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Senate to Examine MGM vs. Grokster Ramifications
July 28, 2005
Thomas Mennecke
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The effects of the June 27th Supreme Court ruling has so far had a wide range of influence, at least in the United States. LimeWire has maintained a "no comment" policy in regards to their destiny, while BearShare has closed its forums. Neo-Modus, the development team behind DirectConnect, has mysteriously disappeared.

Luckily, LimeWire and BearShare are part of the Gnutella network which is an open source community. Likewise, Neo-Modus' DirectConnect is a relatively minor player in the DirectConnect network. Nevertheless, commercial P2P companies are finding times difficult in America.

While some in the copyright industry may shun P2P developers, it has proven to be a valuable asset in the march of technological innovation. Although the Supreme Court did not give the MPAA and RIAA and outright victory in its ruling, it did leave a lot of unanswered questions. How far can a P2P company go and not cross the line into encouraging copyright infringement? What exactly determines this?

With more questions than answers to the June 27th ruling, it has become apparent a third party may be able to shed light on the situation. And indeed, the Senate Committee on Commerce, Science & Transportation will convene all the major players to testify this afternoon at 2:30 PM EST.

The Senate Committee on Commerce, Science & Transportation has no jurisdictional authority, nor are there any bills pending or being introduced that will seek a balance between technological innovation and protecting intellectual property rights. However, this committee meeting may prove useful as it may serve as a foundation for upcoming legislation.

The hearing will bring witnesses from both sides of the file-sharing debate. Mr. Adam Eisgrau Executive Director, P2P United will provide testimony in defense of file-sharing. In addition, the Distributed Computer Industry Association (DCIA) will be providing written testimony in support of file-sharing.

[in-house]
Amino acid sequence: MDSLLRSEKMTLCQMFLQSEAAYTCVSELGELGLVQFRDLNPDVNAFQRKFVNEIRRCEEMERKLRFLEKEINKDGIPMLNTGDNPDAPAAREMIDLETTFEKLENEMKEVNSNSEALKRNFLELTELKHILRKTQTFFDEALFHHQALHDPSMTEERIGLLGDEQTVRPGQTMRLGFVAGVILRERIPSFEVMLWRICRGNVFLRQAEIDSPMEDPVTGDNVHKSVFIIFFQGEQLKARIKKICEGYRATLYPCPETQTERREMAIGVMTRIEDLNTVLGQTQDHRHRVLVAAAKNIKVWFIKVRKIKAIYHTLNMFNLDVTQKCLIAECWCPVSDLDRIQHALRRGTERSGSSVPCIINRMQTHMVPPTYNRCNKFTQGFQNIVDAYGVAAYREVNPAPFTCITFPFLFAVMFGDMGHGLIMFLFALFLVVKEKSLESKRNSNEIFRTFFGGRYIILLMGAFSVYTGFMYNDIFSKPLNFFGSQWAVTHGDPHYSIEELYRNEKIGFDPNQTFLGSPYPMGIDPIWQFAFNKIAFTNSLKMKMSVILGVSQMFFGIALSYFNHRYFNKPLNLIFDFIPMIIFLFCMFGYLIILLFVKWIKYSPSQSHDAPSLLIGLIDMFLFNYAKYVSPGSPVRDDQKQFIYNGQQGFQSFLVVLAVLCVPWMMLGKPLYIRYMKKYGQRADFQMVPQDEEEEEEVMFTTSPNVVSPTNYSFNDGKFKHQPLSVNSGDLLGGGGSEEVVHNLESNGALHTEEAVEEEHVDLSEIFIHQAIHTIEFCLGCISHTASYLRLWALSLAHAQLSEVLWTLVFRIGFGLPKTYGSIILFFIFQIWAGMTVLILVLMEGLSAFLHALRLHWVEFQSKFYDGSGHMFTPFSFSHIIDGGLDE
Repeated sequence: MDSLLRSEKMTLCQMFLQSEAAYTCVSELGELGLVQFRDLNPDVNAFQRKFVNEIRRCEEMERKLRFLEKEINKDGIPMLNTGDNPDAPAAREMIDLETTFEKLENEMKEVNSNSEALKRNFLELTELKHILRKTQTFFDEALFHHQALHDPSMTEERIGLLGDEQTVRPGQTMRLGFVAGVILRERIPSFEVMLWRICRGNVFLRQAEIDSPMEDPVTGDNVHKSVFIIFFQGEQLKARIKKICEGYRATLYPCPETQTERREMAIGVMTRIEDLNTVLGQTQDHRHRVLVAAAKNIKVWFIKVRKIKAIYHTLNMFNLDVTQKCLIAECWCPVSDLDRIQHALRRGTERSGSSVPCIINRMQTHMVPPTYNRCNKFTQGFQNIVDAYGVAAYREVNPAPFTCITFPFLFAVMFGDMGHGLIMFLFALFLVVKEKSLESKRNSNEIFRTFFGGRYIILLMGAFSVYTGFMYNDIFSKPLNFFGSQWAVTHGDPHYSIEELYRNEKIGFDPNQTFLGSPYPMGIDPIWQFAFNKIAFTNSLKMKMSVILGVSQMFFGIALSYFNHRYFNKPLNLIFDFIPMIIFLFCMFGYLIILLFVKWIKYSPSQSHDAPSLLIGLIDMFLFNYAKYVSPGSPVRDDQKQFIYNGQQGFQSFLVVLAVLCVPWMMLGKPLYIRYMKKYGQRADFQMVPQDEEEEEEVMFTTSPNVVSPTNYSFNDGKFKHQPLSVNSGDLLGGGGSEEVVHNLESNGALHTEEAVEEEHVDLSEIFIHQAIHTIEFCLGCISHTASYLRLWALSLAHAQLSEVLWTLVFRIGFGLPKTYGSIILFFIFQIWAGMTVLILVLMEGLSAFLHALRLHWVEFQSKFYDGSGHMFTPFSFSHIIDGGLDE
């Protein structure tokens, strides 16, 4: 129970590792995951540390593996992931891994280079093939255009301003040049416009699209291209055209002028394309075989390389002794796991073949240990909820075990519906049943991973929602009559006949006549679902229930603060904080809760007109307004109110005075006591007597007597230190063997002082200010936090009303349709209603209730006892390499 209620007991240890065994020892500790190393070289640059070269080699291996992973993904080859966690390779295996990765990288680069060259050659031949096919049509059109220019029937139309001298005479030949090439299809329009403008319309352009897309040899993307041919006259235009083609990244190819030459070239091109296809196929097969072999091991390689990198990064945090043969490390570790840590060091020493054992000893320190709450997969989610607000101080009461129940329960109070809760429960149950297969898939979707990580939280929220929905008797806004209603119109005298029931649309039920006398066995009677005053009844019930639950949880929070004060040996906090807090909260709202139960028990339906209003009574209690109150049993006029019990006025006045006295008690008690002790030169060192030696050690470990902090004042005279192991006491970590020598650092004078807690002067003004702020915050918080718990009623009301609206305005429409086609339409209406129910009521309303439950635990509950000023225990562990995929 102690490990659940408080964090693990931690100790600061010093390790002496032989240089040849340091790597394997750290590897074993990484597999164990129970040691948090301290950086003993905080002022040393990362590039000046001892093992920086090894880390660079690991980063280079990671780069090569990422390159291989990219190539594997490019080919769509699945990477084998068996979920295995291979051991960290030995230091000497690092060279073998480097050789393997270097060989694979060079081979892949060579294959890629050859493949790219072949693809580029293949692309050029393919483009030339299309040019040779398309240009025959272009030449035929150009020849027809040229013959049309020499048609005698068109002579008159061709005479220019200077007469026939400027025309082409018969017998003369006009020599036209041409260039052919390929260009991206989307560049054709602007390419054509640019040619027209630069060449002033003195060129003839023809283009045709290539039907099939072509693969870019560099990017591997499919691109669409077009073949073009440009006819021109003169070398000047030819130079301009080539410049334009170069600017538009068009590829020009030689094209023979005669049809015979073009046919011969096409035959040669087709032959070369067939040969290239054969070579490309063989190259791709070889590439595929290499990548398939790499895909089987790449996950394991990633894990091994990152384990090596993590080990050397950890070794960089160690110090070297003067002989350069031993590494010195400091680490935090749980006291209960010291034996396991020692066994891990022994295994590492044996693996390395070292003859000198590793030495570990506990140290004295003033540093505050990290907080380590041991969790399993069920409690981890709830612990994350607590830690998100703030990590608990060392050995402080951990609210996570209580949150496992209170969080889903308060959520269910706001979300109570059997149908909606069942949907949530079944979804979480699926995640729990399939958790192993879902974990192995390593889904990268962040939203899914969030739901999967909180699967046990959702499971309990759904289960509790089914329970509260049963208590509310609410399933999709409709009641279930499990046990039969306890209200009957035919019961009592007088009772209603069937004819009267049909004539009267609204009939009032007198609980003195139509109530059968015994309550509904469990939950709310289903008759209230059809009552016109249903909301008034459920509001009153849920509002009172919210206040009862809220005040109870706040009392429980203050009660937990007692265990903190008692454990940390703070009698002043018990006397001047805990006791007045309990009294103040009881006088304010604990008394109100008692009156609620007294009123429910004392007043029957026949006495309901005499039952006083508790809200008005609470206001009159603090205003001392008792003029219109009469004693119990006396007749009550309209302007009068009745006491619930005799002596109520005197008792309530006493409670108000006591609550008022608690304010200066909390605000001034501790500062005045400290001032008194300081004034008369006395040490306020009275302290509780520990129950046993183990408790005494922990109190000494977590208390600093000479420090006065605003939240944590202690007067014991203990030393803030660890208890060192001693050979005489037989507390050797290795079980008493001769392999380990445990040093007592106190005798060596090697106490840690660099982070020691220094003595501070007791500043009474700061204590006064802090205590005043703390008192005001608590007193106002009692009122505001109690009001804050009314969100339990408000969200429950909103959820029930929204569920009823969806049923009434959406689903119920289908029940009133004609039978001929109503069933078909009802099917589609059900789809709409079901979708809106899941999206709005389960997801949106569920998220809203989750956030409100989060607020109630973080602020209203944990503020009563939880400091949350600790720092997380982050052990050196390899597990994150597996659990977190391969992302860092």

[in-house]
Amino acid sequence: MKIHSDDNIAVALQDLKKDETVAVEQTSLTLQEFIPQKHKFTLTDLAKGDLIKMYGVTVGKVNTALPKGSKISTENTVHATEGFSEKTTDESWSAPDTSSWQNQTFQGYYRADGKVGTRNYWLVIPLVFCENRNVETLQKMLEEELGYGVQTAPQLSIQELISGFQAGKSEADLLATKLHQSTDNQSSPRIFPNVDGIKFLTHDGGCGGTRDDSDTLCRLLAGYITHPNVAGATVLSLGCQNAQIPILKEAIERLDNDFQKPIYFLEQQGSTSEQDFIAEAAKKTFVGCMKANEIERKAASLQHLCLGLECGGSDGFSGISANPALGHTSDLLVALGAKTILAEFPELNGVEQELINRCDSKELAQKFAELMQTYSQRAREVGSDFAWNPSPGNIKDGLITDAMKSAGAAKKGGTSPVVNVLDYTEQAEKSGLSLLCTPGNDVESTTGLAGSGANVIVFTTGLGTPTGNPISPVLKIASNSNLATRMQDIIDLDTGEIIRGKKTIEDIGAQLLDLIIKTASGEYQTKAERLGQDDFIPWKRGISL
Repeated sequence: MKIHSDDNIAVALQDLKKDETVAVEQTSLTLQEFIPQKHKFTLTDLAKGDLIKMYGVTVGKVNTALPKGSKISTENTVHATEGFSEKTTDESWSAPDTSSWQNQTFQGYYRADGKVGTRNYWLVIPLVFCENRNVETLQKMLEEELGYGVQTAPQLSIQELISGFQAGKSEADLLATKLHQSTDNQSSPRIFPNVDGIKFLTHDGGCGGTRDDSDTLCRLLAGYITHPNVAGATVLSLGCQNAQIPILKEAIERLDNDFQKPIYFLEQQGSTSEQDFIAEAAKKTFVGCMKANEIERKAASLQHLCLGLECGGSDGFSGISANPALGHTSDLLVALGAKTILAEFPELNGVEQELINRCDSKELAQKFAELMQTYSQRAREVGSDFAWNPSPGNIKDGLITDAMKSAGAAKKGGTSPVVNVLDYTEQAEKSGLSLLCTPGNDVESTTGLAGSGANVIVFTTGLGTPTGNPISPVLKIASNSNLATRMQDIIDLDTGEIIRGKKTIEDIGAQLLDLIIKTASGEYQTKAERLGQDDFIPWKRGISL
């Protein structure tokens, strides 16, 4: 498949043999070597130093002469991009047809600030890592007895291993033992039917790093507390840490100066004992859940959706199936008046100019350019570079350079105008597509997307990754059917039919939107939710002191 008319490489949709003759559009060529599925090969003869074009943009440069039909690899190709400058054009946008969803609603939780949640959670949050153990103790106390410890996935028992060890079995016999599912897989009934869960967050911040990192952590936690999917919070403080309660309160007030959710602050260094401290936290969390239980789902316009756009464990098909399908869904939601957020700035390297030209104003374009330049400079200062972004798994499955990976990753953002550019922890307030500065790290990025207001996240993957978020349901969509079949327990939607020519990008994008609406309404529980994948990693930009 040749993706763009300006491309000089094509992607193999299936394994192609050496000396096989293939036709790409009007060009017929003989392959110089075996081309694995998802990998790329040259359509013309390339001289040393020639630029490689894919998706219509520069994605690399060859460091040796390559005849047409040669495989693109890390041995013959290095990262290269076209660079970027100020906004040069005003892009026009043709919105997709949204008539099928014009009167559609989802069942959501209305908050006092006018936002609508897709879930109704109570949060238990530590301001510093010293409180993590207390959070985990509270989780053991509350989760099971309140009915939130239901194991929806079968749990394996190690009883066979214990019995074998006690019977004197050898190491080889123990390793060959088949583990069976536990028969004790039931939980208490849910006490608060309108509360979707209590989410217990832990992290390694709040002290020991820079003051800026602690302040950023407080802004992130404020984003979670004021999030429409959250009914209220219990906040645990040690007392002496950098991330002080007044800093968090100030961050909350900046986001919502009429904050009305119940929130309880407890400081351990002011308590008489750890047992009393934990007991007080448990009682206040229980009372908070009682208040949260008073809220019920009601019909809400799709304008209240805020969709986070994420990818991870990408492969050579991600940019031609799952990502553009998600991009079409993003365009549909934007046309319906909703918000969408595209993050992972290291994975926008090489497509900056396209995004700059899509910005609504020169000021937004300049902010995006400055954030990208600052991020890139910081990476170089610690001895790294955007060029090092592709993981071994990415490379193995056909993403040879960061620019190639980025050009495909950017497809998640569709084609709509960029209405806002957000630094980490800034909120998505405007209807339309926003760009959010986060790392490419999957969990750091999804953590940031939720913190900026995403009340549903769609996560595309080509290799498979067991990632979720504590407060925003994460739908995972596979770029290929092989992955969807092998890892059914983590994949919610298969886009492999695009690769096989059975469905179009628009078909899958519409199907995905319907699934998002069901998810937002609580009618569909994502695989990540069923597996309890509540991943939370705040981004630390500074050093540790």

Conversely, Mitch Bainwol Chairman & CEO of the RIAA and Fritz Attaway
Executive Vice President of the MPAA will also provide testimony.

What will this meeting accomplish…interesting question. For the longest of times, the two sides have been so polarized in their positions that any type of agreement or settlement seemed impossible. The RIAA has demanded that P2P developers incorporate filtering and DRM (digital rights management), while P2P developers have refuted the feasibility of such an option and demanded licensing rights. This core stipulation has been perhaps the greatest stumbling block to achieving a settlement and putting years of litigation behind.

But it appears that after the Supreme Court ruling, there just might be some light at the end of the tunnel. Recently, Mitch Bainwol was quoted by CNN, suggesting the RIAA is ready to move on and negotiate a settlement with the major P2P players.

“To the P2P operators, the LimeWires and the eDonkeys: We want to work with you,” Bainwol said in an interview to CNN. “This is time to come forward and start filtering. We can build a better digital age together.”

Sounds great, is the DCIA and P2P United on board? To some extent. In written testimony provided to by the DCIA and P2P United, both lobby groups are ready to move on licensing agreements by incorporating micropayment systems and prioritizing DRM content. But filtering copyrighted content still appears off the table, according to the DCIA.

“We should clarify that our vision for that expansion does not center on filtering copyrighted works out of the P2P environment, but rather on deploying commercial and technical solutions, which the vast majority of rights holders will find attractive, for secure licensed and profitable redistribution of such works via file sharing.”

Indeed, both P2P United and the DCIA crave to bring their business model out of the gray market and into the light. The RIAA and MPAA want to work with P2P, while P2P United and the DCIA want to work with the RIAA and MPAA. Finding common ground has been difficult, but the recent Supreme Court decision may have given P2P developers just enough leverage to strike a licensing deal with the copyright industry.

The ultimate goal of today's meeting is for the Senate Committee to gauge the ramifications of the MGM vs. Grokster decision. Indeed if the Senate agrees with the testimony provided by P2P United and the DCIA, we could well be on our way to witnessing a licensing agreement between the two sides.

Testimony links (all PDF):

You can read the DCIA's testimony here.
You can read Digital Container's testimony here.
You can read Scooter Scudieri's testomony here.

This story is filed in these Slyck News categories
Legal/Courtroom :: Court Rulings/Decisions
P2P Clients :: Other Gnutella Clients
Entertainment Industry :: Other

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